Click on “S3″ in the Storage and Content Delivery section. You’ll be taken to a screen that allows you to create a bucket for storing your web files. In S3 parlance, a bucket is a related collection of files that can be further subdivided into folders, etc. – but a bucket is replicated within the Amazon region, making S3 buckets distributed storage. If you are making many writes to S3, you’ll want to become familiar with the concept of eventual consistency in the Amazon S3 system and how ‘write’ transactions are logged. For the case of simple web hosting we shouldn’t run into the real-time limitations of distributed systems.

Creating an Amazon Bucket

IMPORTANT: You’ll want to name your bucket with the same name as the domain you want to serve. In this case, my root domain is tubaday.org, so I created a bucket named tubaday.org. Bucket names across the Amazon cloud must also be unique, so a domain name (guaranteed to be unique) is also a good bucket name.

Once you have created a bucket, right-click the bucket name to bring up the properties dialog. In the properties dialog (this shows up as a right-hand column on the page), you’ll see an option called “Static Website Hosting”. Click on the header to open details – select Enable website hosting:

Enable Static Website Hosting

Choose the name of your index document (defaulted to the usual value of index.html) and specify an error document to handle error conditions. (In S3 hosting, this will be mostly “404 Page Not Found” or “403 Access Denied” errors.)

Setting S3 Bucket Permissions

While you’re in the properties dialog, you’ll also want to add a few permissions. The Permissions dialog offers a few options. In basic operation you can add a new permission allowing “Everyone” view permissions by clicking the “Add more permissions” key and choosing options for all users:

Add More Permissions

While this will allow public access to the bucket, it will not automatically apply these permissions to uploaded files. Once we upload our web files, we can apply a simple “Make Public” permission set. If you wish to make this process more automated, a better approach (and one consistent with the rest of the Amazon service security) is to define a policy to apply to the bucket. In this example we’ll stick with basic operation of S3 and make our web files public once we upload them.

Uploading Files to S3

Uploading files to S3 can be done through the web console in a ‘one at a time’ fashion through browser upload, though there are also API capabilities for uploading files. You could write a script to the API, or find a traditional “FTP Client” that supports the Amazon S3 API. I purchased a client for OS X called ForkLift awhile ago as part of a third party developer bundle that supports S3 and works well for uploading files from a local folder.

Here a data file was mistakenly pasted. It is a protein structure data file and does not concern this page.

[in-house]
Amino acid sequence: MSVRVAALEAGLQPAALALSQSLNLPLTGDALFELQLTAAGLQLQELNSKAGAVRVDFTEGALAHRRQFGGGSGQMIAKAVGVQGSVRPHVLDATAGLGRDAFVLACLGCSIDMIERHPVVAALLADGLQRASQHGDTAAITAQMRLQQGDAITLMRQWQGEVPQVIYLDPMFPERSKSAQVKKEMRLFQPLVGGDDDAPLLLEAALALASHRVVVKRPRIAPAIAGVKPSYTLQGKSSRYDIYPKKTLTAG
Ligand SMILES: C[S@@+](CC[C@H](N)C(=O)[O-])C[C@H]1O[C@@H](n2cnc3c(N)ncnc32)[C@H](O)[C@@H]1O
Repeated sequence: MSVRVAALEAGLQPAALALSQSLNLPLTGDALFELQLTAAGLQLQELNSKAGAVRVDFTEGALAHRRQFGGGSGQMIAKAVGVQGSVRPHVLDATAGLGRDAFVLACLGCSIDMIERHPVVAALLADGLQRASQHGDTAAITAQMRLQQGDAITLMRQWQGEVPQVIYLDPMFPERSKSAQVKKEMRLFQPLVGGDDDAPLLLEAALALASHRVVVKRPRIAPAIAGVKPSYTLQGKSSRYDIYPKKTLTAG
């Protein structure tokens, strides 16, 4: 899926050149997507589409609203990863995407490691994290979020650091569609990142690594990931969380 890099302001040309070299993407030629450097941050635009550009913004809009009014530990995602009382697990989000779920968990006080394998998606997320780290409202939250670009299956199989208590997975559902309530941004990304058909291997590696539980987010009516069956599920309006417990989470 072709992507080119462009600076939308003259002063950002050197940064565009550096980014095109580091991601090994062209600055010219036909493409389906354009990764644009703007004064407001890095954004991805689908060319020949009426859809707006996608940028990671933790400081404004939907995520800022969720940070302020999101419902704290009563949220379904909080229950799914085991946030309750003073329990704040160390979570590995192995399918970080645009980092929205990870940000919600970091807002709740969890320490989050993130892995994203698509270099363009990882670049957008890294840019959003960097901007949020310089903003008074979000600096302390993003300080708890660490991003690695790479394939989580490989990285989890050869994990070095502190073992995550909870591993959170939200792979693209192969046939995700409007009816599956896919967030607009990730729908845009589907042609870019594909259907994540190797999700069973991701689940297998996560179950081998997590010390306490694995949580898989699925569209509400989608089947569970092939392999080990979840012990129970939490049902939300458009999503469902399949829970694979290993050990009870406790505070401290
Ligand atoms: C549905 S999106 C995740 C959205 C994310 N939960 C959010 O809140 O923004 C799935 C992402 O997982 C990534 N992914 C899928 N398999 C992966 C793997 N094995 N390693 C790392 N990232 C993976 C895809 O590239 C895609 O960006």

ForkLift for OS X

After files have been uploaded to S3, you’ll want to set permissions to the web files, making them “public”. In the AWS S3 Web Console, select the files you wish to serve, right click and choose “make public”. This is a batch operation on the S3 bucket, so you’ll see a progress bar appear with the details about the operation.

Making Web Files Public

Once the files are public, you should be able to access them with the ‘endpoint URL’ specified in the bucket properties dialog:

S3 Endpoint URL

With that in place, you’ve now reached the goal of being able to serve web files directly from S3 – in some cases S3 buckets are used to store web content such as images and CSS files, so the endpoint URL may be acceptable for including in other web pages. In our case of hosting an entire site, we want to have that bucket served directly at the url http://tubaday.org. For that, we’ll need to set up a DNS record to point to that bucket – Amazon’s “Route 53″ service will allow us to do that.

Using Amazon Route 53 DNS

You’ll find Route 53 in the Amazon AWS Management Console under Compute and Networking. Clicking on the Route 53 link will take you to a console that will give you the option of creating a hosted zone for serving your website. You’ll want to click the “Create Hosted Zone” button, then create a hosted zone with the domain name you’d like to serve. (In this case, tubaday.org).

Create Hosted Zone

When you create this zone, you’ll be presented with some details – a host zone ID, comments and most importantly a Delegation Set with some rather cryptic looking URLs:

Delegation Set URLs

These URLs are the ones you will specify as your “DNS Name Servers” with your domain registrar. Write these down (or copy-paste them) for later reference.

Next, we’ll add a Record Set to our DNS entry. Highlight your Hosted Zone and click on the Go To Record Sets button in the upper left hand corner. You’ll see a dialog with a couple of entries present (namely the NS record of the name servers, perhaps a few others). We’re going to create an Alias for our domain to another resource. Amazon Route 53 allows you to alias to a number of different resources you may have set up. Click on the Create Record Set button – the first option that pops up will be one of type A - IPv4 address. This is exactly what we’ll want.

For serving our root (http://tubaday.org), leave the name empty – the default will be tubaday.org – and choose Yes in the Alias radio button. If you click on Alias Target, you’ll be presented a list of Amazon resources present in your account, including web hosting S3 buckets. Choose the web hosting bucket you created in a a previous step:

Creating a DNS Alias for your bucket

Route 53 also allows you to do much more powerful things with Amazon resources; setting up CNAME aliases for additional sub-domains, setting up service based on load, latency and failover and even doing health checks on your service endpoints. However, for hosting this website we can simply alias to a Simple routing policy.